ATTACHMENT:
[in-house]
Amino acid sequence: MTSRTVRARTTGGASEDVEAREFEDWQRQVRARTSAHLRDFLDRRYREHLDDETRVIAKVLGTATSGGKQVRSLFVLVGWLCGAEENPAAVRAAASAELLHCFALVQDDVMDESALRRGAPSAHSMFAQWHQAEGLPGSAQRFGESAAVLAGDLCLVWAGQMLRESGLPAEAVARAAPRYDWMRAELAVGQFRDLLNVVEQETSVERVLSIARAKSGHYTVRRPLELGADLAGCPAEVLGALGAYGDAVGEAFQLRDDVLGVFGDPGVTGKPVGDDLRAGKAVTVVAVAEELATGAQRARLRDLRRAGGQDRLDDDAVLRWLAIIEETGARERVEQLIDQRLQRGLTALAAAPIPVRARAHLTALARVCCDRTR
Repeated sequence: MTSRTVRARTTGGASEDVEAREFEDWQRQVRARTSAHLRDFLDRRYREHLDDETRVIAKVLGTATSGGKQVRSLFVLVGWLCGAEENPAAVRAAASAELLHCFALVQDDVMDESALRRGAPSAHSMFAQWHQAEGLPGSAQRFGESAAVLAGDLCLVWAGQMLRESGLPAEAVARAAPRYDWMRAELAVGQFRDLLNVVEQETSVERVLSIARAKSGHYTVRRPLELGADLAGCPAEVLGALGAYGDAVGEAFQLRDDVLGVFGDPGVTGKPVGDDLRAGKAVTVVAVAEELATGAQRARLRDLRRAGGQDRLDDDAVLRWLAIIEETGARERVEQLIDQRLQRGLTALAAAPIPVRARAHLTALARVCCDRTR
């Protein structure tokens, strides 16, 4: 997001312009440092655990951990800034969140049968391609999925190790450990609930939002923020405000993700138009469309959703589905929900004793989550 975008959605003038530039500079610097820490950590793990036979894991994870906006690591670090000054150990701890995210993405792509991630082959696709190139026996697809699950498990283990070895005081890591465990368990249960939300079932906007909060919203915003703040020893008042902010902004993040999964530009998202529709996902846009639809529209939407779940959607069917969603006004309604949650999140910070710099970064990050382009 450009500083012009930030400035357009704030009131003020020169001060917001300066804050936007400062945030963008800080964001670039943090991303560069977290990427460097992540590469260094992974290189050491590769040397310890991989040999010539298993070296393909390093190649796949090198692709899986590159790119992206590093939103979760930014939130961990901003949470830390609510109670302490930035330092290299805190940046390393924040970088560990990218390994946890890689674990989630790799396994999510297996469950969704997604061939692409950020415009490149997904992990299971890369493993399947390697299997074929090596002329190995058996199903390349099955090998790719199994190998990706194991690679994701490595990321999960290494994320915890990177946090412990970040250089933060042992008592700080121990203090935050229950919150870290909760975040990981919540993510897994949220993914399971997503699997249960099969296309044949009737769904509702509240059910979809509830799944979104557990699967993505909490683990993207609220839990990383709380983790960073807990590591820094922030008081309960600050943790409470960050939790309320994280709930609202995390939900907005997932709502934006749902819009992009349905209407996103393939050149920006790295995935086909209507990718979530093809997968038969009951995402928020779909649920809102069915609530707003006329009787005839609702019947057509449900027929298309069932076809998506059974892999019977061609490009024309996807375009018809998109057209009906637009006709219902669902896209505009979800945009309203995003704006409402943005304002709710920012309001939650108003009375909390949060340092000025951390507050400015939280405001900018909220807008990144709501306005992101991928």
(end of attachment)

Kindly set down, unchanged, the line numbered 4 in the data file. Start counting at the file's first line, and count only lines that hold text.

């Protein structure tokens, strides 16, 4: 997001312009440092655990951990800034969140049968391609999925190790450990609930939002923020405000993700138009469309959703589905929900004793989550 975008959605003038530039500079610097820490950590793990036979894991994870906006690591670090000054150990701890995210993405792509991630082959696709190139026996697809699950498990283990070895005081890591465990368990249960939300079932906007909060919203915003703040020893008042902010902004993040999964530009998202529709996902846009639809529209939407779940959607069917969603006004309604949650999140910070710099970064990050382009 450009500083012009930030400035357009704030009131003020020169001060917001300066804050936007400062945030963008800080964001670039943090991303560069977290990427460097992540590469260094992974290189050491590769040397310890991989040999010539298993070296393909390093190649796949090198692709899986590159790119992206590093939103979760930014939130961990901003949470830390609510109670302490930035330092290299805190940046390393924040970088560990990218390994946890890689674990989630790799396994999510297996469950969704997604061939692409950020415009490149997904992990299971890369493993399947390697299997074929090596002329190995058996199903390349099955090998790719199994190998990706194991690679994701490595990321999960290494994320915890990177946090412990970040250089933060042992008592700080121990203090935050229950919150870290909760975040990981919540993510897994949220993914399971997503699997249960099969296309044949009737769904509702509240059910979809509830799944979104557990699967993505909490683990993207609220839990990383709380983790960073807990590591820094922030008081309960600050943790409470960050939790309320994280709930609202995390939900907005997932709502934006749902819009992009349905209407996103393939050149920006790295995935086909209507990718979530093809997968038969009951995402928020779909649920809102069915609530707003006329009787005839609702019947057509449900027929298309069932076809998506059974892999019977061609490009024309996807375009018809998109057209009906637009006709219902669902896209505009979800945009309203995003704006409402943005304002709710920012309001939650108003009375909390949060340092000025951390507050400015939280405001900018909220807008990144709501306005992101991928």